Buying a Home: 7 Hidden Benefits of Homeownership



More Than Just a Roof Over Your Head: The Secret Benefits of Homeownership

There are obvious advantages to to buy a house.

And most importantly, you get a place to live.

But there are a number of other benefits that are slightly or considerably less apparent, and they are not just about money.

There are seven “hidden” advantages of owning a home that most renters are not yet aware of.

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1. Buying a home is usually a good investment

The US Census Bureau has a table of historical values ​​of the house on its website which begins in 1940 and ends in 2000. It uses constant 2000 dollars for all figures to account for inflation.

The Bureau reports that house prices rose the fastest (43 percent) during the 1970s and the slowest (8.2 percent) in the 1980s.

The report shows that the median home price in 1940, adjusted for inflation, was $ 30,600. The same figure in 2000 was $ 119,600.

While some would say that investing in stocks is more profitable, there are other considerations.

Someone who invested $ 30,600 (the median real estate price at the time) in the stock market in 1940 could be a millionaire today in 2000 – assuming they survived a few crashes over the years. years.

But how many people in 1940 had $ 30,600 to invest?

And how much would they have paid in rent over those six decades?

More recently, the CoreLogic Home Price Index showed a national year-over-year change of + 6.0% in August 2016. Not too bad.

2. Homeownership becomes easier over time

The first time around, buying a home often involves financial difficulties. You have to make a down payment and face unexpected homeownership costs. You may feel the pinch for a few years.

But little by little, things are getting easier for two reasons.

First, mortgage payments will not increase with a fixed mortgage. And as you build your career, those payouts get bigger. affordable. Meanwhile, tenants are getting rent increases to go along with their higher wages.

Plus, paying off your mortgage over time means you’re building equity every month. An asset that you can sell or borrow in the future.

3. Tax breaks when you need it most

Mortgage interest and certain closing costs are generally tax deductible (ask a pro about your personal situation). You get most of this relief during the first few years when you pay the bulk of your mortgage interest.

Mortgage insurance and property taxes may also be deductible.

This applies to your federal taxes, and many states allow similar deductions.

Best of all, when you sell your property you can make up to $ 250,000 in profit, tax exempt ($ 500,000 for couples filing jointly).

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4. Tailor your tastes, not your owner’s

Want a menagerie of pets? Does the taste in the decor go up to frightening amounts of gold leaf?

Do you like walls painted in violent purple tones? Or spend your weekends dismantling engines or working with wood in your workshop?

No problem. There is no owner to tell you that these are not allowed. (But it may be a good idea to please future buyers by temporarily adopting more common tastes when you to sell.)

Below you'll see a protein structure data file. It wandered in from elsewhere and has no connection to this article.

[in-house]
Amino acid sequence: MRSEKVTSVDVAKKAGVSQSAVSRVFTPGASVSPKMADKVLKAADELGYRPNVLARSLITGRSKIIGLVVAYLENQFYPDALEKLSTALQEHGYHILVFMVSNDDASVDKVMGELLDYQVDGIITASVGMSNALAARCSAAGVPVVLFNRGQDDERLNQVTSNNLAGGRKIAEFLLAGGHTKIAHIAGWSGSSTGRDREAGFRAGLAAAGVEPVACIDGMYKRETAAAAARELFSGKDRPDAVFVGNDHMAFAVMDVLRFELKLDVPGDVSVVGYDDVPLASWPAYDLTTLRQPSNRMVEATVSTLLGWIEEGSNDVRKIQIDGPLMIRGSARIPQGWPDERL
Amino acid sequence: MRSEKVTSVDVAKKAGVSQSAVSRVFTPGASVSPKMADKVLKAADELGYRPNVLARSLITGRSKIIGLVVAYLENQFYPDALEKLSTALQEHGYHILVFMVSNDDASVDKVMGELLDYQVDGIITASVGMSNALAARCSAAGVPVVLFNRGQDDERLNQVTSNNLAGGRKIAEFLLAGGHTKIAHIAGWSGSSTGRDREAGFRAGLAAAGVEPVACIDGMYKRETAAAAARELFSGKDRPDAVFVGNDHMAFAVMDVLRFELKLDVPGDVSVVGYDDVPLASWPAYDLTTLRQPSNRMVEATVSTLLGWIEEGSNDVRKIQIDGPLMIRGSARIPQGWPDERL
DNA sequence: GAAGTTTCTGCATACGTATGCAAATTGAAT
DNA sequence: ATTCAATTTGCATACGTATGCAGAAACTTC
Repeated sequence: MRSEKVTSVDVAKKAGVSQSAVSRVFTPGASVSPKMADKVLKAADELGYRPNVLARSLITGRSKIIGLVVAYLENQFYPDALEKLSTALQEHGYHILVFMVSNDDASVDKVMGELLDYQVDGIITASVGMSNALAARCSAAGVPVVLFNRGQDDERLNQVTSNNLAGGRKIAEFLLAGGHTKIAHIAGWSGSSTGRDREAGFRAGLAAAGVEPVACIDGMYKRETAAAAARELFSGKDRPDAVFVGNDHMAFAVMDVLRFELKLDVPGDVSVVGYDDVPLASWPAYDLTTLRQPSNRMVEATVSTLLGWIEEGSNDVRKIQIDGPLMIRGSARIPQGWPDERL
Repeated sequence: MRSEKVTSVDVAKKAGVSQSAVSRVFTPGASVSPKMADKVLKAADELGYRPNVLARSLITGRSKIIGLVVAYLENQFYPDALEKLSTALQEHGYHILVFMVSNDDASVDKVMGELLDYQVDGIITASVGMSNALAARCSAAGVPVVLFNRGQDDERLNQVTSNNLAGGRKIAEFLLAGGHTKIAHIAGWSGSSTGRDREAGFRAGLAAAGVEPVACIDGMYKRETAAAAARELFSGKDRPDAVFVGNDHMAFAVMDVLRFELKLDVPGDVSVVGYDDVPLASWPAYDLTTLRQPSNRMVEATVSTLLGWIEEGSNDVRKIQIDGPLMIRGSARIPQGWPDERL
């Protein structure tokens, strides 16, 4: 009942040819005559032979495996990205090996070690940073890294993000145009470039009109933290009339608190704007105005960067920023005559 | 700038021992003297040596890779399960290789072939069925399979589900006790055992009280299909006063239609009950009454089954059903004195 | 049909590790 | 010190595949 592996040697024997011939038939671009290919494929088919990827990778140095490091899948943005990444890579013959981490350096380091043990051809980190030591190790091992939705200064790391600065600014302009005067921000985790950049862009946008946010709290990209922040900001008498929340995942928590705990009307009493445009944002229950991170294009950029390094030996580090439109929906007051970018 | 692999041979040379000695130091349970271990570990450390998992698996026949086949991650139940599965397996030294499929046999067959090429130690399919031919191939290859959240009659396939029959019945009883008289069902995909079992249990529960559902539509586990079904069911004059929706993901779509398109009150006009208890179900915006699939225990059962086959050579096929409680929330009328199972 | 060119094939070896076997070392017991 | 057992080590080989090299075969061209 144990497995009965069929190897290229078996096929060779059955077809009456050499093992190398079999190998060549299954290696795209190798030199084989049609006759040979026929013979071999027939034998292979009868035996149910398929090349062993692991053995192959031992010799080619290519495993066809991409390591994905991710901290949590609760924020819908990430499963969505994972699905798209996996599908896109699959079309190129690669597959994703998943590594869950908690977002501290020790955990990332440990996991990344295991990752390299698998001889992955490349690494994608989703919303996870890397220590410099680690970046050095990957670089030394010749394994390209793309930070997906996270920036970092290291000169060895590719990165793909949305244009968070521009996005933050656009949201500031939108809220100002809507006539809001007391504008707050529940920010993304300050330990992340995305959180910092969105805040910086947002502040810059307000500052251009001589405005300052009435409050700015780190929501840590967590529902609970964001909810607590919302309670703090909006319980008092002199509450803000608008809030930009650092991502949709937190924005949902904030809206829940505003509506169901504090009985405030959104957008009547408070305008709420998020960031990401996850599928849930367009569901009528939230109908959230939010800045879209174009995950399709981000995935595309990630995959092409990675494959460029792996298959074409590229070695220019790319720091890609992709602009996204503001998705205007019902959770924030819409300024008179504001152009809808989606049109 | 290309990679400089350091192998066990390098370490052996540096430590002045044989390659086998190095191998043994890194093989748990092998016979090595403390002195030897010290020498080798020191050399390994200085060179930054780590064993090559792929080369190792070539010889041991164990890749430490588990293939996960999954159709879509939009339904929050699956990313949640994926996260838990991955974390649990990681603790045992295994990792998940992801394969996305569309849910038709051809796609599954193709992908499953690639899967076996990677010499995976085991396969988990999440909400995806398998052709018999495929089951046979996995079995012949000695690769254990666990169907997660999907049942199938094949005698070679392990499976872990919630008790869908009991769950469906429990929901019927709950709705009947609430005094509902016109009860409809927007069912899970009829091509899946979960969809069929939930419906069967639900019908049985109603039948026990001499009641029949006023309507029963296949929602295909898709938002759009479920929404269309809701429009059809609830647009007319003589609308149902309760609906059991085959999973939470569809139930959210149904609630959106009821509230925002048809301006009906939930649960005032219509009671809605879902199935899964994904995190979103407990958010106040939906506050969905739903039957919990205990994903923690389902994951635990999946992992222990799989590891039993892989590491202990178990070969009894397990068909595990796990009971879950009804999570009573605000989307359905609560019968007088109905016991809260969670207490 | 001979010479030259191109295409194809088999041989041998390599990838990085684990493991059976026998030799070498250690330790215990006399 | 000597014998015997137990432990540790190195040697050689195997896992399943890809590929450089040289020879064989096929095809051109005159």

5. Improve your credit score

Buying a home can improve your credit score, especially if you don’t have a long credit history or many installment accounts. This is because your mortgage, provided it is well managed, helps you increase your credit score in three ways:

  • Regular payments show you’re a responsible borrower
  • Credit bureaus often give more weight to mortgage payment history than revolving accounts like credit cards
  • Few landlords report rent payments, so your mortgage gives you an extra count on your credit report

6. Forced savings: accumulation of wealth

You can think of the equity that you build up in your home as you make payments each month as a type of savings. Unlike renters, you have no choice but to increase your equity.

The Harvard University Joint Center for Housing Studies confirms it. In fact, one of their studies showed that homeowners acquire 46 times as much net wealth as there are tenants.

For every $ 1,000 accumulated by non-homeowners, those who own a home earn $ 46,000.

Almost 60 percent of homeowners’ wealth is in the form of home equity.

Of course, tenants are also free to save. However, for most people who don’t have a portfolio of stocks, mutual funds, and other investments, homeownership is the most reliable way to build wealth.

7. You’ll make better apple pies

Okay, that’s not true: you probably won’t make better apple pies. But the National Association of Realtors (NAR) website has links to studies and reports that make some pretty extraordinary claims about the benefits of homeownership, including:

  • Better mental and physical health
  • Improved community engagement
  • Higher education levels for children of owners

Of course, you must choose to get involved in your neighborhood and support your children’s efforts.

Only you can decide the validity of this seventh homeownership benefit. But you might find the other six quite convincing.

What are the mortgage rates today?

If you are considering buying a home, today’s low mortgage rates can help you take the plunge.

Check the rates today to get started and see what you can afford.

Check your new rate (Sep 18, 2021)


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